Sunday, March 20, 2011

Prostate Cancer and Androgen Deprivation Therapy

For a long time, the assumption was that prostate cancer was fueled by testosterone, or more specifically by a testosterone metabolite, 5-DHT (5{alpha}-dihydrotestosterone), and even today the first line approach to metastatic prostate cancer - and increasingly for even low risk cancers - is to completely suppress all androgen production (which has horrible side effects - increased risk of osteoporotic fractures, significant weight gain, gynecomastia, type-2 diabetes, stroke, cardiovascular events, and rare forms of sudden death).

Use of androgen deprivation therapy (ADT) as a first-line approach, however, does not improve survival rates, so considering the health risks and the cost, it's a foolish way to go.

"I think that the bottom line is that primary androgen-deprivation therapy does not appear to benefit the average man with localized prostate cancer," senior author Siu-Long Yao, MD, from the Cancer Institute of New Jersey, in New Brunswick, told Medscape Oncology. "It is possible that certain subsets of men, such as those with poorly differentiated cancer, might derive some benefit, but you must carefully consider and justify the rationale for primary androgen-deprivation therapy if you are going to proceed with it."

"My conclusion would be that primary androgen-deprivation therapy does not appear to be a good alternative to surgery or radiation; outcomes appear to be no better than conservative management or watchful waiting," Dr. Yao commented.

Here is a definition of ADT, just so we are clear:
Androgen deprivation therapy - androgen is a male sex hormone that promotes male sex development and characteristics, the major androgen is testosterone. Androgen deprivation therapy is treatment which suppresses the production of androgen (testosterone). Prescribing a GnRH (gonadotropin-releasing hormone) agonist is an example of androgen deprivation therapy, also known as ADT.
There is considerable evidence beginning to emerge that this cancer, like many others, is actually fueled by estrogen (see here, here, here, here, and here). If this is true, and more frequent research in this area suggests it is, then depressing androgens, which makes estrogen dominant, is the exactly opposite approach that should be taken. But it is still a complicated issue, since some estrogens seem to be beneficial while others are very harmful.

More precisely, prostate cancer seems to be fueled by androgen early in its development, with estrogens having changed the way the prostate cells function and respond to androgens, but by the time it has metastasized into bone (which is where the stem cells created by the cancer hibernate), it has become a primarily estrogen-fueled cancer.

If you are diagnosed with prostate cancer of any kind and the docs want to put you on androgen deprivation therapy - seek other opinions. I am not a doctor and I do not play one on TV, but I personally would not allow this form of treatment on me.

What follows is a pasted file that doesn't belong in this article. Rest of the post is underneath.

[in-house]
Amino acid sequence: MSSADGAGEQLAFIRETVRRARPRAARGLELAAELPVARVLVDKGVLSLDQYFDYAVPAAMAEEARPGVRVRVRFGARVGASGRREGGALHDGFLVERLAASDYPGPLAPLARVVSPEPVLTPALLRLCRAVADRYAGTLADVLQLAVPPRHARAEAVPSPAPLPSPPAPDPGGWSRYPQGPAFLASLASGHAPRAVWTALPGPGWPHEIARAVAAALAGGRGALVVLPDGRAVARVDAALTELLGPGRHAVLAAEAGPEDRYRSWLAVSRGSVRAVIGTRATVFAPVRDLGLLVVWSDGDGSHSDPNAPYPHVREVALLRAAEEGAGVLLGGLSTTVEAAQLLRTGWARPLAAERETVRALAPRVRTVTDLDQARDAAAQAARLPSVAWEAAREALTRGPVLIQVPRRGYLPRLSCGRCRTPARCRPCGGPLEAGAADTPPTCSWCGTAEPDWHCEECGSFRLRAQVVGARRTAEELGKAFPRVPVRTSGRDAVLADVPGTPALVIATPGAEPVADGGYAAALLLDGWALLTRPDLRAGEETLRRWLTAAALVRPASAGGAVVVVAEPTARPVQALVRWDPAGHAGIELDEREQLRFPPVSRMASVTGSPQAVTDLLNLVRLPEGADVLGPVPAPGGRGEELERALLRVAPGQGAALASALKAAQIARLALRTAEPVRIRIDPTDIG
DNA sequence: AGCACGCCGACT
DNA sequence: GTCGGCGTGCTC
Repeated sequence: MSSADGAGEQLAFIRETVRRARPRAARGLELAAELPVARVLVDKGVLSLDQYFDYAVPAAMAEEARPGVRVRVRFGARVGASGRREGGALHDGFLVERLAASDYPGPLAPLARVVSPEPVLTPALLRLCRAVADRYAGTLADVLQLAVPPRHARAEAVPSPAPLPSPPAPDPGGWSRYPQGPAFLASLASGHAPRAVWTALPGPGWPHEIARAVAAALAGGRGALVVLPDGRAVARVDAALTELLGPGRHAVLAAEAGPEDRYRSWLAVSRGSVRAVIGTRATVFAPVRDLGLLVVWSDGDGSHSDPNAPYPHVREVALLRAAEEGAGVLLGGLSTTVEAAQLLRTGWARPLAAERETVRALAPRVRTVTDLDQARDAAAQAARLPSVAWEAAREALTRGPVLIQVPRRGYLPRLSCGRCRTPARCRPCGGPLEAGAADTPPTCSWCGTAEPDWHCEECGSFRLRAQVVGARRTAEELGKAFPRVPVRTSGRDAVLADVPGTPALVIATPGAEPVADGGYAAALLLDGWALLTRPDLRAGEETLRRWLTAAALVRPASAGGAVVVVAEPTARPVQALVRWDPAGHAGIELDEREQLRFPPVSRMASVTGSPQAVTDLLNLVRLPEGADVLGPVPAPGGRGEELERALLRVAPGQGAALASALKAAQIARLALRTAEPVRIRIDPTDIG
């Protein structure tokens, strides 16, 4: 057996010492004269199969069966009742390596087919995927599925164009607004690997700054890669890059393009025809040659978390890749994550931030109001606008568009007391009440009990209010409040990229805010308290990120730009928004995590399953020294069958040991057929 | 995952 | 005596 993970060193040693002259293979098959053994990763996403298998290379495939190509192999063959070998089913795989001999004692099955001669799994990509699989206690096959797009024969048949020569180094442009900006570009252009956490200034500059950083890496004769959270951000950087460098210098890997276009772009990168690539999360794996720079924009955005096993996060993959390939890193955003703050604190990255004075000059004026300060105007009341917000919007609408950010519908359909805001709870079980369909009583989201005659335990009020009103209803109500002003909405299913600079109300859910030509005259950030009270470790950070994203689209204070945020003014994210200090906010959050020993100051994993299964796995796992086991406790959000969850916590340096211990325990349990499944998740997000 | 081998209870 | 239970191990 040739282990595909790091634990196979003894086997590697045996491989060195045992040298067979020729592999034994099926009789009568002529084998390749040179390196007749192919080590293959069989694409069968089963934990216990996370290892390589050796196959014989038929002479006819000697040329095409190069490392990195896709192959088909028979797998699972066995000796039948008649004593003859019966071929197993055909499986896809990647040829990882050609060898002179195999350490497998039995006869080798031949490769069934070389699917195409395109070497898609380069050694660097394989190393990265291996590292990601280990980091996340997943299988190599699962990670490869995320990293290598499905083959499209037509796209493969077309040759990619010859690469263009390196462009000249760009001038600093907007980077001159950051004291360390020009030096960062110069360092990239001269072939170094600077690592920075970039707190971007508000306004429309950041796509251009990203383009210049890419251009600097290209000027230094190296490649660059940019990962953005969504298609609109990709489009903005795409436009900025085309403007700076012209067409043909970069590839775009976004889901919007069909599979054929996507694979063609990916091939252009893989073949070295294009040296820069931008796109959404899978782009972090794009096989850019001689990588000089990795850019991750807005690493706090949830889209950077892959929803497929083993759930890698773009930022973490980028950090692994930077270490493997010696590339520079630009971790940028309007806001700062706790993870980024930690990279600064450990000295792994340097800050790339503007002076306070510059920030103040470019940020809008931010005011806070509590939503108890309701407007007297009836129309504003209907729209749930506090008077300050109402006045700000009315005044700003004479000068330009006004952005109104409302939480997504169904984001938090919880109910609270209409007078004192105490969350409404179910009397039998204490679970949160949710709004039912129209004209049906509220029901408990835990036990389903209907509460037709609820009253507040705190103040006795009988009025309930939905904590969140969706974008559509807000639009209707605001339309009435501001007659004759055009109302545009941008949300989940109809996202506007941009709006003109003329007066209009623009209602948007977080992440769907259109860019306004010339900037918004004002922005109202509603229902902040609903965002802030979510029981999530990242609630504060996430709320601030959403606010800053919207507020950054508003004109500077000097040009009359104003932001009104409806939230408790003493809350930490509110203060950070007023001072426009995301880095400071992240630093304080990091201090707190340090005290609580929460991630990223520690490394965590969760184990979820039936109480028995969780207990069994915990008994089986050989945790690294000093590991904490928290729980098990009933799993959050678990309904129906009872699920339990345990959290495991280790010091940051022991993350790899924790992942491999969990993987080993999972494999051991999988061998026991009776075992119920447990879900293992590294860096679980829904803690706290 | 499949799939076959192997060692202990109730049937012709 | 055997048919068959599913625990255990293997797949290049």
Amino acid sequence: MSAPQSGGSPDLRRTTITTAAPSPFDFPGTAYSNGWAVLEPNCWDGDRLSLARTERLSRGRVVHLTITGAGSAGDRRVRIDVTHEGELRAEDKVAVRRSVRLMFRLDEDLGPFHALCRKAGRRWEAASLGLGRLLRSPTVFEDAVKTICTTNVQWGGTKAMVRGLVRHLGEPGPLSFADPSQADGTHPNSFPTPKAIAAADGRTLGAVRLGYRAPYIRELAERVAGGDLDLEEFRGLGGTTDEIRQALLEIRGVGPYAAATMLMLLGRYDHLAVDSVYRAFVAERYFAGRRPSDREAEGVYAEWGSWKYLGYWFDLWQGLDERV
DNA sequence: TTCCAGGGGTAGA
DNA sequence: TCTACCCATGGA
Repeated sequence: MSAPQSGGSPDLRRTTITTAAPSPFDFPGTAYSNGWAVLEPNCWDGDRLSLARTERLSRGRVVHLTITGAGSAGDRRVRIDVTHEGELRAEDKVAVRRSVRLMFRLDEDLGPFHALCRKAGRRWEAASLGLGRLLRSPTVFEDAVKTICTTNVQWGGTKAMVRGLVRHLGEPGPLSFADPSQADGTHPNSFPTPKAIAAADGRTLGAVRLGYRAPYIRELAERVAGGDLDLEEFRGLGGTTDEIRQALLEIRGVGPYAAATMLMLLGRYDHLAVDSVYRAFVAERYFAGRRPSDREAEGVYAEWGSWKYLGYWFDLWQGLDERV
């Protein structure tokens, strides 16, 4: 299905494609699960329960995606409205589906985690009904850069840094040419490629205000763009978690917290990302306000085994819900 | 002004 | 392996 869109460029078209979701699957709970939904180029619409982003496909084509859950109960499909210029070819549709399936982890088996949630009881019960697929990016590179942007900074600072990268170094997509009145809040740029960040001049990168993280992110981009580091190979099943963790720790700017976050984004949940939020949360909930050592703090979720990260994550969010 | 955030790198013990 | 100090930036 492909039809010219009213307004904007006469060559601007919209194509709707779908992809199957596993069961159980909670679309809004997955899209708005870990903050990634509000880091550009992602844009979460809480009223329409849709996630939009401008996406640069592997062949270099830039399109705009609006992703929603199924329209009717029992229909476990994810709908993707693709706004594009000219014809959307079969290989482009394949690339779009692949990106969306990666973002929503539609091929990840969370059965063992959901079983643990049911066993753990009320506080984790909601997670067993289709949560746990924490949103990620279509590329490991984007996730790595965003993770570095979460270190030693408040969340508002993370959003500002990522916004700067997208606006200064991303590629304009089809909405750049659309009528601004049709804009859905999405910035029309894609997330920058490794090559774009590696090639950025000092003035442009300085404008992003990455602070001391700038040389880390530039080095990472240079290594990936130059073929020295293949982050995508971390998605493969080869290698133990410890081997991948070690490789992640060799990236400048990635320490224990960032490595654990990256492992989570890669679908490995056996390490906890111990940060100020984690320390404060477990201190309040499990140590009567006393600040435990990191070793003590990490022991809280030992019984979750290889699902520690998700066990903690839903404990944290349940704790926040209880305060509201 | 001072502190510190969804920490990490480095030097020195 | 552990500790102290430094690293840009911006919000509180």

Anyway, the Medical Journal of Australia has released new guidelines for using ADT in non-metastatic prostate cancer, as reported by Medical News Today.

New Guidelines Developed For Patients With Low-Risk Prostate Cancer Who Are Receiving Androgen Deprivation Therapy

Men with prostate cancer who are being treated with androgen deprivation therapy are at increased risk of osteoporotic fractures, type 2 diabetes, and possibly, cardiovascular events, a new set of management guidelines states.

The guidelines, published in the Medical Journal of Australia, were developed to guide assessment and management of bone and metabolic health in men with non-metastatic prostate cancer who are being treated with androgen deprivation therapy (ADT).

The guidelines have been endorsed by the Endocrine Society of Australia, the Australian and New Zealand Bone and Mineral Society, and the Urological Society of Australia and New Zealand.

ADT is the standard first-line therapy for men with metastatic prostate cancer - cancer that is spreading to other organs - but is increasingly being used for men with non-metastatic cancer.

Dr Mathis Grossmann, Senior Research Fellow in the Department of Medicine at Austin Health/Northern Health at the University of Melbourne, and co-authors recommended counselling patients about possible risk factors before starting treatment, an individualised, multidisciplinary approach for each patient, and regular testing for bone mineral density and metabolic risk factors.

Dr Grossmann said that prostate cancer was the most common solid organ cancer in Australian men, with 20,000 new cases being diagnosed in Australia each year.

"The prevalence of prostate cancer is increasing because the population is ageing and prostate-specific antigen testing is occurring more frequently," Dr Grossmann said.

"This has led to a profound shift towards detecting more clinically localised, low-risk prostate cancer.

At the same time, the rate of use of ADT in men with non-metastatic prostate cancer has increased, with an estimated 23,500 men being treated in Australia during 2008-09.

Dr Grossmann said that the expanded use of ADT in non-palliative treatment mandated a proper risk-benefit assessment in a multidisciplinary fashion.

The developers of the guidelines called for controlled trials to better define the risk-benefit ratio of ADT.

"Such information will help to avoid overuse of ADT, especially for men who have a high baseline risk of fractures and cardiovascular events but low-risk prostate cancer," they said.

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